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Legendary Political Talk Show Host John McLaughlin Dies At 89


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Television host John McLaughlin, who every week for more than three decades headed a boisterous public affairs show, died Tuesday morning, the program's staff said.

McLaughlin, a former Catholic priest who became a pundit in the 1970s after writing speeches for President Richard Nixon, was 89.

His final public message to his fans was on Aug. 13, when he explained on his show's website that he had missed recent tapings because of poor health.

"Yet my spirit is strong and my dedication to the show remains absolute," he wrote.

 

 

160816-john-mclaughlin-mbe-412p_949332eb

Television Personality John McLaughlin attends the party for 'The McLaughlin Group' on Oct. 6, 1991 at Chasen's Restaurant in Beverly Hills, California. Ron Galella, Ltd. / WireImage

His death ended a remarkable run for a man who first went on the air with "The McLaughlin Group" in 1982.

Born in 1927 in Providence, Rhode Island, McLaughlin became a Jesuit priest but stepped down in 1975, after getting increasingly involved in politics and punditry.

He switched from Democrat to Republican during the Vietnam War, which he came to support, and ran for U.S. Senate in his home state. He lost, but became a speechwriter for Nixon. After Nixon's resignation. McLaughlin turned to political consulting, then journalism.

McLaughlin wrote for National Review magazine and hosted various programs on radio and television. His career took off with "The McLaughlin Group," which aired mainly on PBS, and his interview show, "One on One."

The shows familiarized millions of Americans with his forceful speaking style, and spawned imitators and parodies, including sketches on "Saturday Night Live."

McLaughlin made cameo appearances on the sitcoms "Cheers" and "Murphy Brown" and in several politics-related movies, including 1993's "Dave" and 1998's "Bulworth."

He also hosted a show on CNBC in the early 1990s.

In an announcement posted on Facebook, staff from "The McLaughlin Group" said McLaughlin died peacefully Tuesday morning.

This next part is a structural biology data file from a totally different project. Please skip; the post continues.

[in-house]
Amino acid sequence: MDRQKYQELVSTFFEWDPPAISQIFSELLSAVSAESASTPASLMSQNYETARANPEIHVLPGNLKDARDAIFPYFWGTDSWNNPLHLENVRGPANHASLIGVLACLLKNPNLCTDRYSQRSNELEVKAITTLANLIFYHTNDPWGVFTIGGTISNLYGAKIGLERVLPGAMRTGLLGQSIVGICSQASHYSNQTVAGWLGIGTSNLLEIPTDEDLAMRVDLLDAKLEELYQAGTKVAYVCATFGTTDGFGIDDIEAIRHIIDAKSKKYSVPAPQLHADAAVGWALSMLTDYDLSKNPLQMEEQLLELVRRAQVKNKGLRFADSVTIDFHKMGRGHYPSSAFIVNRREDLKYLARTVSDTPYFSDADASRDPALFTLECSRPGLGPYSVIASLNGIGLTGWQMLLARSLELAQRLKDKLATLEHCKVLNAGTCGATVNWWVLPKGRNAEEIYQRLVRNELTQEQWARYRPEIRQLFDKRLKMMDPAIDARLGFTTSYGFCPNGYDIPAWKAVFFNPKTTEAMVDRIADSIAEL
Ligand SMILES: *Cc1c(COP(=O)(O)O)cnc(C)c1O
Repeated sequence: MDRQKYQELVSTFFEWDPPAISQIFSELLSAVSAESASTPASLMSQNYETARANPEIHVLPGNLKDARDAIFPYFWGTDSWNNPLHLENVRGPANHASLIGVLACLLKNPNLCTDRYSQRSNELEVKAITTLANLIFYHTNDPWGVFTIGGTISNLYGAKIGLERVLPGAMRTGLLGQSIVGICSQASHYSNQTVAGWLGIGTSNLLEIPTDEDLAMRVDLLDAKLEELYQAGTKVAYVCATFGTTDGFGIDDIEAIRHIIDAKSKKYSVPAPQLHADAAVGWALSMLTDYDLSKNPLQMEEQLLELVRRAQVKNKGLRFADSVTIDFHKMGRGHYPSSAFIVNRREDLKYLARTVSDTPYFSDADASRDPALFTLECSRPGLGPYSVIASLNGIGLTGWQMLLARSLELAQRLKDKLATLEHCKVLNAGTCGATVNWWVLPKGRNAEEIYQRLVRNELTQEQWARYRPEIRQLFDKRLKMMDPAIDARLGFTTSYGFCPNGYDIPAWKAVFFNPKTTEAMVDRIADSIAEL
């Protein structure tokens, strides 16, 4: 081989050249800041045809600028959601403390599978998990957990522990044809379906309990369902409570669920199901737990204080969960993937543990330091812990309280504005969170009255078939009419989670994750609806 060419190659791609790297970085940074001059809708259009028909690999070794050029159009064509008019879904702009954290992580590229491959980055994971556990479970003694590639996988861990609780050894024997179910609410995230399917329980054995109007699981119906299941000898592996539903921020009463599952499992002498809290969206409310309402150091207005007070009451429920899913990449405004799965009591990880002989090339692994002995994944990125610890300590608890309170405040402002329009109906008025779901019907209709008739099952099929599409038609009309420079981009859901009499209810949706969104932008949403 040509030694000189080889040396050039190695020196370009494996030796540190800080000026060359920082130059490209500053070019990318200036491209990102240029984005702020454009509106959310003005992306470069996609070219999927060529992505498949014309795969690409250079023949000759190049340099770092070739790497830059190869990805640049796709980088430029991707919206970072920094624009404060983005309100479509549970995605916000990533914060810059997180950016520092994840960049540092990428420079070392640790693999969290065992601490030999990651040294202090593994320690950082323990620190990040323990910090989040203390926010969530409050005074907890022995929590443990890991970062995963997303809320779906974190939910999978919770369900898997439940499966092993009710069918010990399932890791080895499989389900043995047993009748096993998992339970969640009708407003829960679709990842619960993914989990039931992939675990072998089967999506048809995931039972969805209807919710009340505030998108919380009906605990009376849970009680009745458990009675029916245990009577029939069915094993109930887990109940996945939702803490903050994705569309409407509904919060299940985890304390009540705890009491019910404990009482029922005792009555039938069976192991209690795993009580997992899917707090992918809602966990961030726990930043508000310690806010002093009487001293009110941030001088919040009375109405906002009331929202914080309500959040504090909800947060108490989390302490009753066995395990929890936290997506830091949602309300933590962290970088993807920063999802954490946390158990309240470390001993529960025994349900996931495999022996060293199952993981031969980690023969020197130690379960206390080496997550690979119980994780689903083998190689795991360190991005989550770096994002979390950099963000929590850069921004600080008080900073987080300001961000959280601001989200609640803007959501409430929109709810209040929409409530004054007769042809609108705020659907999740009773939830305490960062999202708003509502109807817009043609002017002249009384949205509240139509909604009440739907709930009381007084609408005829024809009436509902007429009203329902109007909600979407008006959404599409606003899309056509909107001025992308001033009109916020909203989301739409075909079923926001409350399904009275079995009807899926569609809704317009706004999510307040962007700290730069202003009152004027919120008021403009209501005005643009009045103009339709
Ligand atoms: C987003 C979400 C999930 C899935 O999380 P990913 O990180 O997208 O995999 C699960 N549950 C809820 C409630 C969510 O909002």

"For 34 years, The McLaughlin Group informed millions of Americans. Now he has said bye bye for the last time, to rejoin his beloved dog, Oliver, in heaven," the post said. "He will always be remembered."

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Television host John McLaughlin, who every week for more than three decades headed a boisterous public affairs show, died Tuesday morning, the program's staff said.

McLaughlin, a former Catholic priest who became a pundit in the 1970s after writing speeches for President Richard Nixon, was 89.

His final public message to his fans was on Aug. 13, when he explained on his show's website that he had missed recent tapings because of poor health.

"Yet my spirit is strong and my dedication to the show remains absolute," he wrote.

 

 

160816-john-mclaughlin-mbe-412p_949332eb

Television Personality John McLaughlin attends the party for 'The McLaughlin Group' on Oct. 6, 1991 at Chasen's Restaurant in Beverly Hills, California. Ron Galella, Ltd. / WireImage

His death ended a remarkable run for a man who first went on the air with "The McLaughlin Group" in 1982.

Born in 1927 in Providence, Rhode Island, McLaughlin became a Jesuit priest but stepped down in 1975, after getting increasingly involved in politics and punditry.

He switched from Democrat to Republican during the Vietnam War, which he came to support, and ran for U.S. Senate in his home state. He lost, but became a speechwriter for Nixon. After Nixon's resignation. McLaughlin turned to political consulting, then journalism.

McLaughlin wrote for National Review magazine and hosted various programs on radio and television. His career took off with "The McLaughlin Group," which aired mainly on PBS, and his interview show, "One on One."

The shows familiarized millions of Americans with his forceful speaking style, and spawned imitators and parodies, including sketches on "Saturday Night Live."

McLaughlin made cameo appearances on the sitcoms "Cheers" and "Murphy Brown" and in several politics-related movies, including 1993's "Dave" and 1998's "Bulworth."

He also hosted a show on CNBC in the early 1990s.

In an announcement posted on Facebook, staff from "The McLaughlin Group" said McLaughlin died peacefully Tuesday morning.

"For 34 years, The McLaughlin Group informed millions of Americans. Now he has said bye bye for the last time, to rejoin his beloved dog, Oliver, in heaven," the post said. "He will always be remembered."

 

John McLaughlin was one of the first people who interested me in politics to really pay attention to it.

 

Before there was the internet, or any cable political shows, there was McLaughlin. He could moderate a conversation between conservatives and liberals, and made politics something interesting.

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